Consequently, future studies should try to improve the impairments reported in this current investigation. The focus can be directed towards two main aspects,
1) The correct implementation of the warm up phase before beginning with a Fatpeak test (i.e. increasing the duration and adapting the intensity of the warm up to cohort needs, in order to evoke steady-state respiratory parameters.
2) Thoroughly control all of the external features that could have a direct influence on the measurement of fat metabolism (e.g. pre-exercise nutrition, physical conditioning, and time of the day, equipment and laboratory setting and so on). If all significant variables are successfully controlled and standardized, it is very likely that a coherent exercise protocol can be developed. Only then, the relevance of peak fat oxidation for training purposes can be plausibly assessed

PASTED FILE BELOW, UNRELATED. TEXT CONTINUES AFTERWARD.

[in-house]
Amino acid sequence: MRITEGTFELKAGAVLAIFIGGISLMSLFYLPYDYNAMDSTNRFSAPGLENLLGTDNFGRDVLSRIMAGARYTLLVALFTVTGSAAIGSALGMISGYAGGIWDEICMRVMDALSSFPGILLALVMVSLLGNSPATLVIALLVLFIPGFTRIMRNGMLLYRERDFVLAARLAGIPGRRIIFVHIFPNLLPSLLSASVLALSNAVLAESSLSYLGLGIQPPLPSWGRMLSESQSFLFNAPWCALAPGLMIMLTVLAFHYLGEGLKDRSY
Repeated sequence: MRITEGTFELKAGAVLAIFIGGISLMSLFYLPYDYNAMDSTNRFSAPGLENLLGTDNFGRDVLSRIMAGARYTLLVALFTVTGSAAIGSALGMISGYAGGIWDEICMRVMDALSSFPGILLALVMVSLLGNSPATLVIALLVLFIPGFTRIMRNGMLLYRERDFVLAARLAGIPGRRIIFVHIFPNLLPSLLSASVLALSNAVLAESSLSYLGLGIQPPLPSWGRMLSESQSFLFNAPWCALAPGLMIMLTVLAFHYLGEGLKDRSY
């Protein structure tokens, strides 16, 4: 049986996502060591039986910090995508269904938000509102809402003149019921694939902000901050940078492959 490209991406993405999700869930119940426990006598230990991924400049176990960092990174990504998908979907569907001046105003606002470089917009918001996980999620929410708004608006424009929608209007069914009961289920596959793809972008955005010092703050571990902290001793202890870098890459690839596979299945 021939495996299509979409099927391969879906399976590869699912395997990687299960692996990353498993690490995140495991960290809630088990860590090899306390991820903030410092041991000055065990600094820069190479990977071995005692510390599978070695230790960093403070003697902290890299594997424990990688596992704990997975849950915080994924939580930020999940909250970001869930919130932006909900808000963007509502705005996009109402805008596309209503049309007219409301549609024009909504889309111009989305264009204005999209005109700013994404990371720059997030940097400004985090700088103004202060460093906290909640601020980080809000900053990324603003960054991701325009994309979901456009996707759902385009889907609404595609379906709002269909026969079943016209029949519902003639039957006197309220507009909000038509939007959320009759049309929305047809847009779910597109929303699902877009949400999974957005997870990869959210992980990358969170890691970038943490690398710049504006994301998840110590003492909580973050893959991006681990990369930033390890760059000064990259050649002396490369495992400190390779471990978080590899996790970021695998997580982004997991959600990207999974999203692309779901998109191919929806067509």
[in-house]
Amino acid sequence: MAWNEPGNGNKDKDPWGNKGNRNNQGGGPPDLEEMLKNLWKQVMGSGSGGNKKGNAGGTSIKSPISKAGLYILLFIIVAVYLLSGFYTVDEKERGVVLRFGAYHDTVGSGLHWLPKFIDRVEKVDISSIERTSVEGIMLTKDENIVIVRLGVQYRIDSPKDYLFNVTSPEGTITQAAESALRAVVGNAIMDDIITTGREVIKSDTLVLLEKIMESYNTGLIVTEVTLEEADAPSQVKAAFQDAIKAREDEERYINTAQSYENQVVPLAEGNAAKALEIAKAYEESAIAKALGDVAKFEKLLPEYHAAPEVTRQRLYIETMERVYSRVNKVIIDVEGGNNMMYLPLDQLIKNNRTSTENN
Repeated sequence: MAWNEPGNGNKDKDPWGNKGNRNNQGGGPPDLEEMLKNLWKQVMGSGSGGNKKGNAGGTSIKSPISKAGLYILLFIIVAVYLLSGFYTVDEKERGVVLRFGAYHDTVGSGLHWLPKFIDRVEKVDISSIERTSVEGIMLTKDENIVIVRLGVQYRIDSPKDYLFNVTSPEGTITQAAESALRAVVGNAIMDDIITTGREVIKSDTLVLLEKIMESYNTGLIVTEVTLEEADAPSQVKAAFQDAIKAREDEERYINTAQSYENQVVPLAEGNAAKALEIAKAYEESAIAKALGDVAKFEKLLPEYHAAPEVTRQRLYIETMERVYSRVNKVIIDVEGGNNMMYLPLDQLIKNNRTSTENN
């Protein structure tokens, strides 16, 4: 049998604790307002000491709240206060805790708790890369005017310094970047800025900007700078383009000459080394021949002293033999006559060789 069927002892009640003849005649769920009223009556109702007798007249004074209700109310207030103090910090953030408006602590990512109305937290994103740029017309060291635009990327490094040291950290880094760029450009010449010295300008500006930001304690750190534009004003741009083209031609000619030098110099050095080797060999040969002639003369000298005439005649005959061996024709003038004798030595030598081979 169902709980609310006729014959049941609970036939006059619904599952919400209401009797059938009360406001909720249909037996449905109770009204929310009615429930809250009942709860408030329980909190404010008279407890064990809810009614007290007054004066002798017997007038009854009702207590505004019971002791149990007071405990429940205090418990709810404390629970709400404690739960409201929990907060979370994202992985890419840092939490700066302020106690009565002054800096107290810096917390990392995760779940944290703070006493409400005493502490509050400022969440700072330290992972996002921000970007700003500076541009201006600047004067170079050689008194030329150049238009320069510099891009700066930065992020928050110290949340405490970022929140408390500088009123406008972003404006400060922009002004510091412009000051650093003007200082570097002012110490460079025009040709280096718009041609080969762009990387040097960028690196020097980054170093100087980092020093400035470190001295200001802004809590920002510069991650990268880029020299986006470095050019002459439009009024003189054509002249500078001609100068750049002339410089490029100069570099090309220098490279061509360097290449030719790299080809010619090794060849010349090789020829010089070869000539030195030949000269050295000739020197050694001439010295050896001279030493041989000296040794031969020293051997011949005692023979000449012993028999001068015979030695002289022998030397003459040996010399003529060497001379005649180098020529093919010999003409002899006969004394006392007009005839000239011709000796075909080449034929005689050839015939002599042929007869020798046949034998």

Due to an obvious variability in peak fat oxidation estimations during the Fat peak tests and a fluctuation in the fat oxidation curves during the endurance test, no consistent exercise protocol could be verified. At this stage, clear methodological impairments still need to be improved before estimations of peak fat oxidation can be used as a reliable training prescription tool.